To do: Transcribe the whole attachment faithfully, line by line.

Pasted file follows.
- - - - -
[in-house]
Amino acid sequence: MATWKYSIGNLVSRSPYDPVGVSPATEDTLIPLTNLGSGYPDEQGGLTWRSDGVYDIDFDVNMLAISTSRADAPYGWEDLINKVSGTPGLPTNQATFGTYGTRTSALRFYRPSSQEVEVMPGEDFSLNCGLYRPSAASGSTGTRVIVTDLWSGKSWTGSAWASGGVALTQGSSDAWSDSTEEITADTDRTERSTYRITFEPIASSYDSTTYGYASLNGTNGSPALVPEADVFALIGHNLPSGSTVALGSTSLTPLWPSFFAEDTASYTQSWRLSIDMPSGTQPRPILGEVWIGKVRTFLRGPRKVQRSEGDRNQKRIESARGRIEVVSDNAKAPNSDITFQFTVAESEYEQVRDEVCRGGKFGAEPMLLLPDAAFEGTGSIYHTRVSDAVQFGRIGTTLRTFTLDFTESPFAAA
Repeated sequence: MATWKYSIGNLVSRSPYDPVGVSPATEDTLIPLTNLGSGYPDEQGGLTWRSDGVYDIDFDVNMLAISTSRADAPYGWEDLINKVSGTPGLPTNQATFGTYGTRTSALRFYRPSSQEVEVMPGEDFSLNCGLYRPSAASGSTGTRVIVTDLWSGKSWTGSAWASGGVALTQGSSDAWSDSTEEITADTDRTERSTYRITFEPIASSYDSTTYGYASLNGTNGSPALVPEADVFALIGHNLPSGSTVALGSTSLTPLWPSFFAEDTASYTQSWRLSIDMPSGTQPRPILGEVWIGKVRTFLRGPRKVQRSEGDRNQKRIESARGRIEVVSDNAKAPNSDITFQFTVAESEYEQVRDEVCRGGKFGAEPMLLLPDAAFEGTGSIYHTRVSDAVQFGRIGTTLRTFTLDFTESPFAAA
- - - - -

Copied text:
[in-house]
Amino acid sequence: MATWKYSIGNLVSRSPYDPVGVSPATEDTLIPLTNLGSGYPDEQGGLTWRSDGVYDIDFDVNMLAISTSRADAPYGWEDLINKVSGTPGLPTNQATFGTYGTRTSALRFYRPSSQEVEVMPGEDFSLNCGLYRPSAASGSTGTRVIVTDLWSGKSWTGSAWASGGVALTQGSSDAWSDSTEEITADTDRTERSTYRITFEPIASSYDSTTYGYASLNGTNGSPALVPEADVFALIGHNLPSGSTVALGSTSLTPLWPSFFAEDTASYTQSWRLSIDMPSGTQPRPILGEVWIGKVRTFLRGPRKVQRSEGDRNQKRIESARGRIEVVSDNAKAPNSDITFQFTVAESEYEQVRDEVCRGGKFGAEPMLLLPDAAFEGTGSIYHTRVSDAVQFGRIGTTLRTFTLDFTESPFAAA
Repeated sequence: MATWKYSIGNLVSRSPYDPVGVSPATEDTLIPLTNLGSGYPDEQGGLTWRSDGVYDIDFDVNMLAISTSRADAPYGWEDLINKVSGTPGLPTNQATFGTYGTRTSALRFYRPSSQEVEVMPGEDFSLNCGLYRPSAASGSTGTRVIVTDLWSGKSWTGSAWASGGVALTQGSSDAWSDSTEEITADTDRTERSTYRITFEPIASSYDSTTYGYASLNGTNGSPALVPEADVFALIGHNLPSGSTVALGSTSLTPLWPSFFAEDTASYTQSWRLSIDMPSGTQPRPILGEVWIGKVRTFLRGPRKVQRSEGDRNQKRIESARGRIEVVSDNAKAPNSDITFQFTVAESEYEQVRDEVCRGGKFGAEPMLLLPDAAFEGTGSIYHTRVSDAVQFGRIGTTLRTFTLDFTESPFAAA